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Date: 1600

"My heart to her but as guestwise sojourned / And now to Helen is it home returned, / There to remain."

— Shakespeare, William (1564-1616)

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Date: c. 1603

"When, however, you gave out the falsehood that truth is, as it were, the native inhabitant of the human mind and need not come in from, outside to take up its abode there; when you turned our minds away from observation, away from things, to which it is impossible we should ever be sufficiently ...

— Bacon, Sir Francis, Lord Verulam (1561-1626)

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Date: 1605

"But the poets and writers of histories are the best doctors of this knowledge; where we may find painted forth, with great life, how affections are kindled and incited; and how pacified and refrained; and how again contained from act and further degree; how they disclose themselves; how they wor...

— Bacon, Sir Francis, Lord Verulam (1561-1626)

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Date: 1607

"Therefore Iulian the Apostata who had flood of inuention, although that whole flood could not wash or rinch away that one spot of his atheisme, he (though not knowing him a right) could say the body was the chariot of the soule, which while it was well manag'd by discretion the cunning coachman,...

— Walkington, Thomas (b. c. 1575, d. 1621)

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Date: w. c. 90, trans. 1611

"And I will say to my soul, Soul, thou hast much goods laid up for many years; take thine ease, eat, drink, and be merry."

— Matthew the Evangelist

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Date: 1615

"Secondly, that the functions and offices of the outward senses, which are all placed as it were a guard in pension, in the palace of the head, and in the view and presence Chamber of Reason, which is their sovereign, might in a more excellent manner be exercised and put in practice."

— Crooke, Helkiah (1576-1648)

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Date: 1615

"Go too then, is not he said to know himself, who can tell how to temper and order the state and condition of his mind, how to appease those civil tumults within himself, by the storms and waves whereof he is pitifully tossed, and how to suppress and appease those varieties of passions wherewith ...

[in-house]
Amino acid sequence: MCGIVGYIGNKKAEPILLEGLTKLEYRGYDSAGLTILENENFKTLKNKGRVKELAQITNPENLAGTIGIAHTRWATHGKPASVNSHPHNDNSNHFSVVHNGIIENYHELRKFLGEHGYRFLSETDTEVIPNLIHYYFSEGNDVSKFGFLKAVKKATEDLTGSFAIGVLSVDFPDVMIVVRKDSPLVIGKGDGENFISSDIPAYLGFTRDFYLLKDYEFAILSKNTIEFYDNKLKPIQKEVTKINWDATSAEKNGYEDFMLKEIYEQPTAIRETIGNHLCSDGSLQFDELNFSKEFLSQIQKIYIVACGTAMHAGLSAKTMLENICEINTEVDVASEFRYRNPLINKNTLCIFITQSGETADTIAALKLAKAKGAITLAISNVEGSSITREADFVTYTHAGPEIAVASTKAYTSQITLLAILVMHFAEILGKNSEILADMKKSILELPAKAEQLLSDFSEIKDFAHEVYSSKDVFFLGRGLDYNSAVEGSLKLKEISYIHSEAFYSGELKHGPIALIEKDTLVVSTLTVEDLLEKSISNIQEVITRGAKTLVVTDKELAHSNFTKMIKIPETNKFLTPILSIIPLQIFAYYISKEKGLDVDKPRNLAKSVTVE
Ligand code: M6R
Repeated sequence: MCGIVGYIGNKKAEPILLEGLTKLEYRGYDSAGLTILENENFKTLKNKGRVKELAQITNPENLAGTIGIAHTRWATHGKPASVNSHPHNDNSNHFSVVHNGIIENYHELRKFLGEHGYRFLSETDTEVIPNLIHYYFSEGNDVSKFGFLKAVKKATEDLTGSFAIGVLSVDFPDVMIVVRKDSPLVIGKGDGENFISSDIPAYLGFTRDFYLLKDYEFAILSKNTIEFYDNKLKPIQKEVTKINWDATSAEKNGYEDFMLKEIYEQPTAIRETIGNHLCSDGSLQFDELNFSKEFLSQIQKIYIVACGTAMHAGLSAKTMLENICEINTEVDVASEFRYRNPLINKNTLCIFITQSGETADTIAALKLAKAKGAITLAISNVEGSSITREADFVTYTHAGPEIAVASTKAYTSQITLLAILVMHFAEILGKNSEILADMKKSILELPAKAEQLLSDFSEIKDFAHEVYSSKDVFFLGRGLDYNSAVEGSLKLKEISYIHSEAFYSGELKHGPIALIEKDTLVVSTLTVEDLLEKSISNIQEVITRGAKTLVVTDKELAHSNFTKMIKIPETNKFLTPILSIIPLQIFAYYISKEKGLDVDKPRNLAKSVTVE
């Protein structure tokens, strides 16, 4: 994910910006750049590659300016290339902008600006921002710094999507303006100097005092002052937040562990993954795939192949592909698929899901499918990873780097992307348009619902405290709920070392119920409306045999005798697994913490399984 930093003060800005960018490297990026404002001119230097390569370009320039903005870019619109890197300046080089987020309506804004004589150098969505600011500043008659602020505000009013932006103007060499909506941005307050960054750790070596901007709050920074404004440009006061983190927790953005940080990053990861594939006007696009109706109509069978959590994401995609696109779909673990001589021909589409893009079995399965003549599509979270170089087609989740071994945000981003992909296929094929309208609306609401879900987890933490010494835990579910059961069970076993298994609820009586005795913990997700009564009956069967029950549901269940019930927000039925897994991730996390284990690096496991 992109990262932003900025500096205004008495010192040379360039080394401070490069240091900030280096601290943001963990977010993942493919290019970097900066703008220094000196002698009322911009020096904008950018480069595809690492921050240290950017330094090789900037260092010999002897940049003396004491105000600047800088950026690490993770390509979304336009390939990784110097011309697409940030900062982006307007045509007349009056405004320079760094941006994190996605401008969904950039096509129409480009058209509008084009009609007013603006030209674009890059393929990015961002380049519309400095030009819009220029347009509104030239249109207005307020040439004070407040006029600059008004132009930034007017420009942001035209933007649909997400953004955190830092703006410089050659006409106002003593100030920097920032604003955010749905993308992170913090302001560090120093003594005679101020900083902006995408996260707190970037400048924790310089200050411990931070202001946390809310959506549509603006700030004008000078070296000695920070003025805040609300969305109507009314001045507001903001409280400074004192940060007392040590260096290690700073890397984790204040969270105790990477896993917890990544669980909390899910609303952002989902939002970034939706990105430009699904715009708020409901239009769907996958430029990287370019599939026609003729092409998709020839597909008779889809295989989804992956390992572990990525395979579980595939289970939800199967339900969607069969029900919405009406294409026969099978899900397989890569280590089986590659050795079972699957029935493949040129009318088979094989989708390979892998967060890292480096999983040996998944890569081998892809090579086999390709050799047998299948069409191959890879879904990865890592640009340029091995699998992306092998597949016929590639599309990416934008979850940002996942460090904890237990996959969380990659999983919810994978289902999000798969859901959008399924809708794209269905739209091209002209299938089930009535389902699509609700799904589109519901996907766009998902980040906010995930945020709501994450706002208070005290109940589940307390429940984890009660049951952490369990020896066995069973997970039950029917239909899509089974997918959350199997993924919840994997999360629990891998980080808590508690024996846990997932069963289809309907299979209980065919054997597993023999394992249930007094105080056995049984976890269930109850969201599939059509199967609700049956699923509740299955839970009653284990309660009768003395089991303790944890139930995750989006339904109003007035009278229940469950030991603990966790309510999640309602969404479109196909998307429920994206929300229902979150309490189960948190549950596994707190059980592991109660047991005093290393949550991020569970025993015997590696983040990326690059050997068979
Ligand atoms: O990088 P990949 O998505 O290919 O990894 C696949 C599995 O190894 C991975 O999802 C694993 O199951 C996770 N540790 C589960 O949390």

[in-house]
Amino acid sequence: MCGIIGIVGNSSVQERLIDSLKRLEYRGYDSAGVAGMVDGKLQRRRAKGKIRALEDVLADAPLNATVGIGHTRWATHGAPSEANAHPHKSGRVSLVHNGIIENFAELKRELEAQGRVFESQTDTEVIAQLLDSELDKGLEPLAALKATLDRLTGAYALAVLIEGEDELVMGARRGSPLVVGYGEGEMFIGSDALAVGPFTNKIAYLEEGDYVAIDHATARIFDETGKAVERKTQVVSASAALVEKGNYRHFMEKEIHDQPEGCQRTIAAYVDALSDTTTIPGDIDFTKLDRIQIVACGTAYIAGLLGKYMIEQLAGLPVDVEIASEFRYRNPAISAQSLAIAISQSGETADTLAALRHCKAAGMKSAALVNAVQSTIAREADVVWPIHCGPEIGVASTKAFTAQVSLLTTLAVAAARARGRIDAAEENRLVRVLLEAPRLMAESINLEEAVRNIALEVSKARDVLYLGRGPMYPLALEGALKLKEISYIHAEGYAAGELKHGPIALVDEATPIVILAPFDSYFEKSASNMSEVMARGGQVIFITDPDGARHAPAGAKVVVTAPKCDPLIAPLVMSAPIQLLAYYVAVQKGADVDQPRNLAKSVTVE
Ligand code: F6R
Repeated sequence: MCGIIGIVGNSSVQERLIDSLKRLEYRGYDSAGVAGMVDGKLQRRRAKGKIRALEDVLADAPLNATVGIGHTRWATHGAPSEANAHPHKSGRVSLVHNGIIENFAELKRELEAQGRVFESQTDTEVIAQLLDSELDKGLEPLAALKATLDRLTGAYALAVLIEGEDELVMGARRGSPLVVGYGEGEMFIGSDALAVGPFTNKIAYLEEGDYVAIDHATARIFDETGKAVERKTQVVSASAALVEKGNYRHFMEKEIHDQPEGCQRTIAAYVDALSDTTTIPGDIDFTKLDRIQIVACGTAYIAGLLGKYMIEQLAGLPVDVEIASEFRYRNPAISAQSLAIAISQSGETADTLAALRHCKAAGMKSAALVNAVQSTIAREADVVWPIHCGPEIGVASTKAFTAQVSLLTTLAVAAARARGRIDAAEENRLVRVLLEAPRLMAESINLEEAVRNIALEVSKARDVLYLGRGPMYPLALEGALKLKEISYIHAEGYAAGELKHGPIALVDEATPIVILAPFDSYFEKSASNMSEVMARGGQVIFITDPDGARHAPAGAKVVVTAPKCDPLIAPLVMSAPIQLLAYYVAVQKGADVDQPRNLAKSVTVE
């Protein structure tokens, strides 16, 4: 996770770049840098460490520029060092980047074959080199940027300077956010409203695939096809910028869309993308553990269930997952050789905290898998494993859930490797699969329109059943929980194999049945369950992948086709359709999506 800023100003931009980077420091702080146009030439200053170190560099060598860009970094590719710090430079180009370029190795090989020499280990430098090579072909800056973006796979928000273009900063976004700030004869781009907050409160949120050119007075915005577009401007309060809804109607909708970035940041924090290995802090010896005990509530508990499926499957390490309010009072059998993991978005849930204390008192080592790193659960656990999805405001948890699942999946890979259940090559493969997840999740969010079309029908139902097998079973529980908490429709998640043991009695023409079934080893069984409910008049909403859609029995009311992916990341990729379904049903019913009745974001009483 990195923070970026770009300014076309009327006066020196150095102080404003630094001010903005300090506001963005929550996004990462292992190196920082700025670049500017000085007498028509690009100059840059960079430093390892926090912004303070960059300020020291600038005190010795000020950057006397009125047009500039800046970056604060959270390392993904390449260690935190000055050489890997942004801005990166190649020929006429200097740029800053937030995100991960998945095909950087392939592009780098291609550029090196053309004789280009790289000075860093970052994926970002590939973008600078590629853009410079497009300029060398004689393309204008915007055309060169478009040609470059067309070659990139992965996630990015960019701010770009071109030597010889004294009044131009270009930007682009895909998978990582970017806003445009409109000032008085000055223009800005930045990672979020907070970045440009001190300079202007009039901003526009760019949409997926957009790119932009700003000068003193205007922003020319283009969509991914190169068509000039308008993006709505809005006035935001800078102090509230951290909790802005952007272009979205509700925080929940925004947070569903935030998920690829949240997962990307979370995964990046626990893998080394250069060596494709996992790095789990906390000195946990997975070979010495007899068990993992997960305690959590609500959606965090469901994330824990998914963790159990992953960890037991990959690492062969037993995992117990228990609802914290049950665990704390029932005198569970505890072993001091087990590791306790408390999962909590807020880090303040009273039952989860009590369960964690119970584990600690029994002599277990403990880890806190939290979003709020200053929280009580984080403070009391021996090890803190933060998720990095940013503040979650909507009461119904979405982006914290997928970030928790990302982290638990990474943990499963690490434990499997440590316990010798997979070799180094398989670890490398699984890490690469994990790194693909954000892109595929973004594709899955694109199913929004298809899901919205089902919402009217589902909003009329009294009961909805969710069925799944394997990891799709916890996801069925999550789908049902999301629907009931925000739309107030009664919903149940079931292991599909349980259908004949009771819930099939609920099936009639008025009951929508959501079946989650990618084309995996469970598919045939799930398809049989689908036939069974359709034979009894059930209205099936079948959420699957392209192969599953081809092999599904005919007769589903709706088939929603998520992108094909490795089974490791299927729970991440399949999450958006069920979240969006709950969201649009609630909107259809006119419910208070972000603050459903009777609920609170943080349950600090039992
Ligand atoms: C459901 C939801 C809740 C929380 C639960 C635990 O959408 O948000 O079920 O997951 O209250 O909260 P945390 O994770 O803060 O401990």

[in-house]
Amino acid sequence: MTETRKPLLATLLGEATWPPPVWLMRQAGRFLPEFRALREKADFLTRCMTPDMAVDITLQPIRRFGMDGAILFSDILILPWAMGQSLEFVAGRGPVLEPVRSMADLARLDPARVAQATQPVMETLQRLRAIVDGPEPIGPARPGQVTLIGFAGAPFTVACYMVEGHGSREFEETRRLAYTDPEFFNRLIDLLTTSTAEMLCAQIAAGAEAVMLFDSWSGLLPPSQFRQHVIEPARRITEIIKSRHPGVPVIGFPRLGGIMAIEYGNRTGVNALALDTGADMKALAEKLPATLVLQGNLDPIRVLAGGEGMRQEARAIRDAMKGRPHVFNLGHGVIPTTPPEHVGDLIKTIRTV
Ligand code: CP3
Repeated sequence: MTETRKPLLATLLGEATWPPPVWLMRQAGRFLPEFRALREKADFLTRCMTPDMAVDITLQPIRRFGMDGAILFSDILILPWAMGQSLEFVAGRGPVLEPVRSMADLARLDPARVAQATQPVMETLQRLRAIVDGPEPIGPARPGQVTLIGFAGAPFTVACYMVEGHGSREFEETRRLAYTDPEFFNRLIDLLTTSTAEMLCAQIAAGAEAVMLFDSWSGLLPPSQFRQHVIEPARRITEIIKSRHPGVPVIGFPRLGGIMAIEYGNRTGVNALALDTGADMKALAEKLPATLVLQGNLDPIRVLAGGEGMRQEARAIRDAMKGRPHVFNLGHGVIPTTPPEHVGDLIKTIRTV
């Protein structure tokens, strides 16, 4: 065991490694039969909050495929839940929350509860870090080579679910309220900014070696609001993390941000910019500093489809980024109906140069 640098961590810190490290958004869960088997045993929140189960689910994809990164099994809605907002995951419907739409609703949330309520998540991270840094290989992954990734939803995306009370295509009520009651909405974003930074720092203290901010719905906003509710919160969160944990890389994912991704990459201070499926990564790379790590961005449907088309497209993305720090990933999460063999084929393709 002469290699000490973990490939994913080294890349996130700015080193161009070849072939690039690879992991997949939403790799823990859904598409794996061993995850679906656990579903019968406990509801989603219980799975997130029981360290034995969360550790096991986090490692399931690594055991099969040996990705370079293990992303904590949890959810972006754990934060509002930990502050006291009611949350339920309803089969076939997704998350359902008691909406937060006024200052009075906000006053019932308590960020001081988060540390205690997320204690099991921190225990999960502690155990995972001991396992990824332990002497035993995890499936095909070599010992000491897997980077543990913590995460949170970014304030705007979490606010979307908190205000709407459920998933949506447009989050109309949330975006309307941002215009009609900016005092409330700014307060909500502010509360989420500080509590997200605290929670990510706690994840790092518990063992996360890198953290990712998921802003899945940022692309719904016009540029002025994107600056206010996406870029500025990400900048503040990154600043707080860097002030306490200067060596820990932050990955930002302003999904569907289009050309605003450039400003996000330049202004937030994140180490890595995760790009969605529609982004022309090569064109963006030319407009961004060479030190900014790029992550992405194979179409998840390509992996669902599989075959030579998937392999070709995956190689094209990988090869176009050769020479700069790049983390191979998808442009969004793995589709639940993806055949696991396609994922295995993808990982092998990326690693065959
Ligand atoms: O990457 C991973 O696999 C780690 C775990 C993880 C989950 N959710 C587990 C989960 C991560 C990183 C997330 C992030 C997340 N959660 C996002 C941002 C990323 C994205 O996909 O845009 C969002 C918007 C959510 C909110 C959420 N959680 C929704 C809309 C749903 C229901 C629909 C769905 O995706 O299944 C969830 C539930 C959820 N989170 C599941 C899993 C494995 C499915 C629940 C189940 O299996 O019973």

— Crooke, Helkiah (1576-1648)

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Date: 1615

"The parts that are included within the Chest, do serve the Heart; those that are in the head, do attend the Brain, and so each to others, do afford their mutual services. And if any one of them do at any time fail of their duty, presently the whole Household government goes to ruine and decay."

— Crooke, Helkiah (1576-1648)

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Date: 1615

"And this power or faculty when the braine hath once receiued it from the heart, standeth in no neede of continuall and immediate assistance therefrom, but onely of a supply after some time: Euen as the Commander of an Army, who hauing receiued his authority and his company from the Prince, stand...

— Crooke, Helkiah (1576-1648)

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Date: 1615

"They conclude therefore that the Brain and the Liver are truly called principal parts; but this principality is but delegatory from the heart, no otherways then the Lieutenants of Princes, by them chosen for such and such employments, doe receive from them an order and power of dispensation and ...

— Crooke, Helkiah (1576-1648)

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The Mind is a Metaphor is authored by Brad Pasanek, Assistant Professor of English, University of Virginia.